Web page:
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Version: okteto.com (1.2)

Frequently Asked Questions (FAQs)

Can I use Okteto CLI with Minikube?

Yes. Okteto CLI accelerates your development workflow regardless of where your Kubernetes cluster is running.

If you can run kubectl apply, you can benefit from Okteto CLI.

For Minikube, k3s, or similar local Kubernetes distributions, you can directly use our open source project. For shared remote clusters, we recommend you take a look at Okteto to handle credential management, namespace isolation, integration with GitHub among other things.

Why is Okteto better than traditional development?

Among the many advantages, Okteto allows developers to:

  • Reduce local setup and eliminate integration issues by developing the same way your application runs in production
  • Test your application as fast as you type code, without needing to use docker or kubectl in your inner loop cycle
  • No more CPU cycles wasted in your machine. Hardware and network just limited by the power of the cloud
  • Your development endpoints are always available. No need to expose your local machine to the internet through remote tunnels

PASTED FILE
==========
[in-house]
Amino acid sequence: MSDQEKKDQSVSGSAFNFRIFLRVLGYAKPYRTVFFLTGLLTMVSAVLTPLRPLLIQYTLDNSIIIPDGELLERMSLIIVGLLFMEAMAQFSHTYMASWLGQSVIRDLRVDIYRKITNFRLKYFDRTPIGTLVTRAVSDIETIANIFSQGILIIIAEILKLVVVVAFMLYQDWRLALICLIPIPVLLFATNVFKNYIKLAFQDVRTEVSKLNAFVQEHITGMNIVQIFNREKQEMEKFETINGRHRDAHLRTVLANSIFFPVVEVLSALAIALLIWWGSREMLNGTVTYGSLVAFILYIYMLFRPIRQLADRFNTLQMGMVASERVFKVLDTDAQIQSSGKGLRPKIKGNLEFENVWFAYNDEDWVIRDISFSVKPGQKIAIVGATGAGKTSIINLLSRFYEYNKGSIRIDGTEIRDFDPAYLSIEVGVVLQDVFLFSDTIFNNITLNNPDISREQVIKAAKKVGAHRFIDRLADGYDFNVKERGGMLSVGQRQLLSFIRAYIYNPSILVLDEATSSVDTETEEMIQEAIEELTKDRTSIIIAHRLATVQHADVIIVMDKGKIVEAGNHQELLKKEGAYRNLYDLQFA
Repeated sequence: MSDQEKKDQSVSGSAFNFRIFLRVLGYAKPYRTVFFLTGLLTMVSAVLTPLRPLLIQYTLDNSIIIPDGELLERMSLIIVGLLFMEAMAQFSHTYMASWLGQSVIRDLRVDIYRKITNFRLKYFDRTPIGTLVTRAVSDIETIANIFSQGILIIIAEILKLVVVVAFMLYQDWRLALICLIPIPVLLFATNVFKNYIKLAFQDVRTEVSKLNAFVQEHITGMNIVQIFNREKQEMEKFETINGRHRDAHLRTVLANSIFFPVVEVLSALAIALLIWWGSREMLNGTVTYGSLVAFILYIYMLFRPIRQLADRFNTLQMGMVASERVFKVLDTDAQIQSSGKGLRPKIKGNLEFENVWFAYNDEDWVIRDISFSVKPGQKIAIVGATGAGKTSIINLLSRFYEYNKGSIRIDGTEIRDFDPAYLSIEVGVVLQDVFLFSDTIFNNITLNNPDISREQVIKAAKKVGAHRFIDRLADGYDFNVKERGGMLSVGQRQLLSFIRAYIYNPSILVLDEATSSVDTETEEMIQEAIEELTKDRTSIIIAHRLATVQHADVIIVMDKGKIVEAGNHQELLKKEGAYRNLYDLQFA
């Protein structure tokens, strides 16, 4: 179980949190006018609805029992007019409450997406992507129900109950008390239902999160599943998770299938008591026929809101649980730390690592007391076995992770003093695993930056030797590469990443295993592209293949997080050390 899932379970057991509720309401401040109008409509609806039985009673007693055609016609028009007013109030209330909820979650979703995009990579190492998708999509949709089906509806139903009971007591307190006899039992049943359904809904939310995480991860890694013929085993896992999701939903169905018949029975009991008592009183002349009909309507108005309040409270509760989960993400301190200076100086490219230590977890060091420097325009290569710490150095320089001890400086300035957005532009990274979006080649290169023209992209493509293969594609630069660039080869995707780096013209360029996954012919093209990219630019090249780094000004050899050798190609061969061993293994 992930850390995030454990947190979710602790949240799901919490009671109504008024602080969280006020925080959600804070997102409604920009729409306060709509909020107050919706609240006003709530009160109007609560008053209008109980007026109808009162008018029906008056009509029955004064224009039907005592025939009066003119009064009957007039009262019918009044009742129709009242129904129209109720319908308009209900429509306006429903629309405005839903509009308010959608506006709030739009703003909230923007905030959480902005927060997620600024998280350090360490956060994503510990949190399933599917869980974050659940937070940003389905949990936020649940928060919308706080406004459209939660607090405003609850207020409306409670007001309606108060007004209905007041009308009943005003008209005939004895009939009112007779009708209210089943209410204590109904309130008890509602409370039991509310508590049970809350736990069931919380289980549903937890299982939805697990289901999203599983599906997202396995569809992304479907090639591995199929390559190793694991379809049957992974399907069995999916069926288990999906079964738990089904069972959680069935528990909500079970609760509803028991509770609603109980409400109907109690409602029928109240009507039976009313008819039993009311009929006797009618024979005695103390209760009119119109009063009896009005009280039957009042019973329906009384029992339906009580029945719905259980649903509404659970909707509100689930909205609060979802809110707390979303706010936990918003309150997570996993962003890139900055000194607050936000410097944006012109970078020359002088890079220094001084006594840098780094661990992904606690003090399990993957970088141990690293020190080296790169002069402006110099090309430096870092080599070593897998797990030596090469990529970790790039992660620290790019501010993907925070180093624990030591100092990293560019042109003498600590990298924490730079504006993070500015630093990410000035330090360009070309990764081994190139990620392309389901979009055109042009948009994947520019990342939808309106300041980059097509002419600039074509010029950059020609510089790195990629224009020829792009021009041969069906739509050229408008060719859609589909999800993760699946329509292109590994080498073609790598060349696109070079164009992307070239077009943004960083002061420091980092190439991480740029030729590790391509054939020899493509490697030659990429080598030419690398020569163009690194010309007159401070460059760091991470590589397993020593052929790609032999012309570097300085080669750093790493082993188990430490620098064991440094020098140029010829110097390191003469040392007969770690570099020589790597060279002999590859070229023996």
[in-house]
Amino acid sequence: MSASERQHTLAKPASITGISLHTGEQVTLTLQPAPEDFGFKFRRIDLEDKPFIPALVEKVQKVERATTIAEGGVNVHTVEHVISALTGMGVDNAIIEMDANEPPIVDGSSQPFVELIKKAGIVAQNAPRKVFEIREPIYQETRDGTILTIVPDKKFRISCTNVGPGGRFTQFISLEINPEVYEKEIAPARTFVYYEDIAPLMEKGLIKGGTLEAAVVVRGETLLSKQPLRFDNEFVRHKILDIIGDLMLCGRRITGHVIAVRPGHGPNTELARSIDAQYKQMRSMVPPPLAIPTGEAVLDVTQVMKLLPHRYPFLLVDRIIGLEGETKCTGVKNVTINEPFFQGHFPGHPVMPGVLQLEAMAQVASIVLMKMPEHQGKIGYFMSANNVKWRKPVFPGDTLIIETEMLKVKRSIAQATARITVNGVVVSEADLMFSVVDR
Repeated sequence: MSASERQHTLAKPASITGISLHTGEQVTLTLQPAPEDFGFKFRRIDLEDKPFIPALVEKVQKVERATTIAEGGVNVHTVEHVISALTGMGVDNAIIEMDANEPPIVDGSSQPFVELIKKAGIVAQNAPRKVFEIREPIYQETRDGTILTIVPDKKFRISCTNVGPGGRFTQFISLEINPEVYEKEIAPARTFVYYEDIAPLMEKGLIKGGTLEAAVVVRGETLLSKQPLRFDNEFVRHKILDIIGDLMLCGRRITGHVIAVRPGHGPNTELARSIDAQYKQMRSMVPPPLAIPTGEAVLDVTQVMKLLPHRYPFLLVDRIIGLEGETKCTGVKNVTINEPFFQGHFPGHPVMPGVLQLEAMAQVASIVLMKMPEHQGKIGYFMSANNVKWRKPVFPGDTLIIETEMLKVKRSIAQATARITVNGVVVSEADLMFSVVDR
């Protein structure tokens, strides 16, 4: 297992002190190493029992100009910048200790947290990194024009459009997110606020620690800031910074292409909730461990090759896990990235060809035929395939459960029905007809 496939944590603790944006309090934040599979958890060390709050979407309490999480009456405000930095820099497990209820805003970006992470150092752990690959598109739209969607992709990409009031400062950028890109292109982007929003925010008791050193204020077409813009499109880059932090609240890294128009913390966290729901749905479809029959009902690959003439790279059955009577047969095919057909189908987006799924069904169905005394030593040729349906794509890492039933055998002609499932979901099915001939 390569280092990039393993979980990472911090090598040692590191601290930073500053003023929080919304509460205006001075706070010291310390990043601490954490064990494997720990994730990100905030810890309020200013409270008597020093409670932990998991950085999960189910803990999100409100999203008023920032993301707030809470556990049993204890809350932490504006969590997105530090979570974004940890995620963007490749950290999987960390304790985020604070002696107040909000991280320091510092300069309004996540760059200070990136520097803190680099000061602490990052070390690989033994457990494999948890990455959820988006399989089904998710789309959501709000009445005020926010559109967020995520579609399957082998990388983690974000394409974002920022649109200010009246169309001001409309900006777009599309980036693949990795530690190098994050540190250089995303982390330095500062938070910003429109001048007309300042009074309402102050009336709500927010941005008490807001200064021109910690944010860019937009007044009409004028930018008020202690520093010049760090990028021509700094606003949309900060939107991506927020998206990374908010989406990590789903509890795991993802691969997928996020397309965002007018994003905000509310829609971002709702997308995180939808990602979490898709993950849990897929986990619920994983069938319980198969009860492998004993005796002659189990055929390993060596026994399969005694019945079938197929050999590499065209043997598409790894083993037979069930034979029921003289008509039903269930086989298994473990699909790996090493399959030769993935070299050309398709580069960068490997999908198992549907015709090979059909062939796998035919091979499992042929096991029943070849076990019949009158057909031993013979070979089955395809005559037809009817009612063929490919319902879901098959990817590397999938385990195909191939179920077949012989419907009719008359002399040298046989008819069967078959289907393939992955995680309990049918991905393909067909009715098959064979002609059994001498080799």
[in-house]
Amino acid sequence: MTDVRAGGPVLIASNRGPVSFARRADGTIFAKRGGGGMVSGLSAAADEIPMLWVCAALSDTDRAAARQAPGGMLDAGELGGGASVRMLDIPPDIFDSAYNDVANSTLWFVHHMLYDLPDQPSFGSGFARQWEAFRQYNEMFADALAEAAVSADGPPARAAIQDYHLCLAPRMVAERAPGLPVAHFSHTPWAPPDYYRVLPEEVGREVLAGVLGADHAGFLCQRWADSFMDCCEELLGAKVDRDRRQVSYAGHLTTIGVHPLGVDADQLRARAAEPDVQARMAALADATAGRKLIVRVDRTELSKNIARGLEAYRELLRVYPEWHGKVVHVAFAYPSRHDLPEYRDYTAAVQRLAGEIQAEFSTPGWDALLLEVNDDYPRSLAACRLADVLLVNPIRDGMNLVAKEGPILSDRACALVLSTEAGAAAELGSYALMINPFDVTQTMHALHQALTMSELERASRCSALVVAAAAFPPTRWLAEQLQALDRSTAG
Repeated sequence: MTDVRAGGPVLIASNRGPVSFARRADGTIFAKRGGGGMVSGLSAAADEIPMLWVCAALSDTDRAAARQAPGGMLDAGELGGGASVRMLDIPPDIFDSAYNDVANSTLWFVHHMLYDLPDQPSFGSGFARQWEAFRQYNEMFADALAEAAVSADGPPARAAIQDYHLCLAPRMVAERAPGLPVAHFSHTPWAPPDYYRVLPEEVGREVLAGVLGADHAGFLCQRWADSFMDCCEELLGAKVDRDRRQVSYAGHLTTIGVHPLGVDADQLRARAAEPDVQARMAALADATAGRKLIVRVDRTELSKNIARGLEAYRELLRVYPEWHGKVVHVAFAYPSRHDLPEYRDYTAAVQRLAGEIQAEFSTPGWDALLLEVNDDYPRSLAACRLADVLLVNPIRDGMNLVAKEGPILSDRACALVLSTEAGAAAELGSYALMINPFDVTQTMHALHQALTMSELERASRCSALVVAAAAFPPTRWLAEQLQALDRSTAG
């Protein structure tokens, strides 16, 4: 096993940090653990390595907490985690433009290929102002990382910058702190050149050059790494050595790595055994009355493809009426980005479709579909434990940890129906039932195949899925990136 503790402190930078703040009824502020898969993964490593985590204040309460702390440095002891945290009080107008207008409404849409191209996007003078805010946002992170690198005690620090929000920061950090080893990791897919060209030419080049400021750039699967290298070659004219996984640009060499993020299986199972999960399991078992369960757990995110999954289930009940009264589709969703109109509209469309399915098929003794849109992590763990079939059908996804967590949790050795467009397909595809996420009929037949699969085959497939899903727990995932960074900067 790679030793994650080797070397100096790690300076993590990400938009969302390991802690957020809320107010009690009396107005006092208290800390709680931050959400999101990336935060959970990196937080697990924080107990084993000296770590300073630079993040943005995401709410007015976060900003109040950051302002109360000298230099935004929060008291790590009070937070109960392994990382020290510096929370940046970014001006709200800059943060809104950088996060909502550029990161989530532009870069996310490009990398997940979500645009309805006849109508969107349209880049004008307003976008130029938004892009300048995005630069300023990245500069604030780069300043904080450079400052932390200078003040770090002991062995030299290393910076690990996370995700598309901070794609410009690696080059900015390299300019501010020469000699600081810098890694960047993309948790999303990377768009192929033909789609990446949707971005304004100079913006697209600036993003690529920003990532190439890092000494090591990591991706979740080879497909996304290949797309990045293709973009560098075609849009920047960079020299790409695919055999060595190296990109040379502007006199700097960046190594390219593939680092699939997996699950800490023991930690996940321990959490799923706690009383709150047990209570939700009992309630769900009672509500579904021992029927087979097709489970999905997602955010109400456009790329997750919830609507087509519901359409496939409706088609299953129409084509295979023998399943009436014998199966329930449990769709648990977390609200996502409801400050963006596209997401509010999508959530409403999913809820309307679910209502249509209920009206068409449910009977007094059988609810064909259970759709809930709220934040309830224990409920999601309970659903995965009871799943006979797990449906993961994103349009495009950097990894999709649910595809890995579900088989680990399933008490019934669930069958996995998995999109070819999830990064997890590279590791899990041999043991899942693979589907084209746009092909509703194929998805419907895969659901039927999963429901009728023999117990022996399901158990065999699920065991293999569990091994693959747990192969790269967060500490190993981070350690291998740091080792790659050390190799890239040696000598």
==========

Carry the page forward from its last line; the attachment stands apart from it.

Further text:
How is Okteto different from other tools like Skaffold?

Skaffold automates the workflow for building, pushing, and deploying your application. You iterate on your application source code locally and then deploy to local or remote Kubernetes clusters.

Okteto's philosophy is to move development entirely to Kubernetes. The Skaffold pipeline, even though automated, is still slow. With Okteto, you code locally in your favorite IDE and Okteto automatically synchronizes your changes to your remote development environment. No commit, build, push, or deploy required.

The main differences from tools like Skaffold are:

  • Okteto decouples deployment from development. You can deploy your application with kubectl, Helm, a serverless framework or even a CI job and use Okteto later to develop any component of your application
  • Use any docker image as your remote development environment, with your favorite tools. Okteto doesn't require you to change the way you build, debug, or deploy your applications. Since builds are executed in your remote development environment, you benefit from fast incremental builds, hot reloaders, or the dependency caching offered by your programming language. Native builds are always faster than building images and redeploying containers
  • You can integrate Okteto with your local IDE remote plugins, making it possible to execute your favorite IDE extensions and debuggers as you develop your application directly in Kubernetes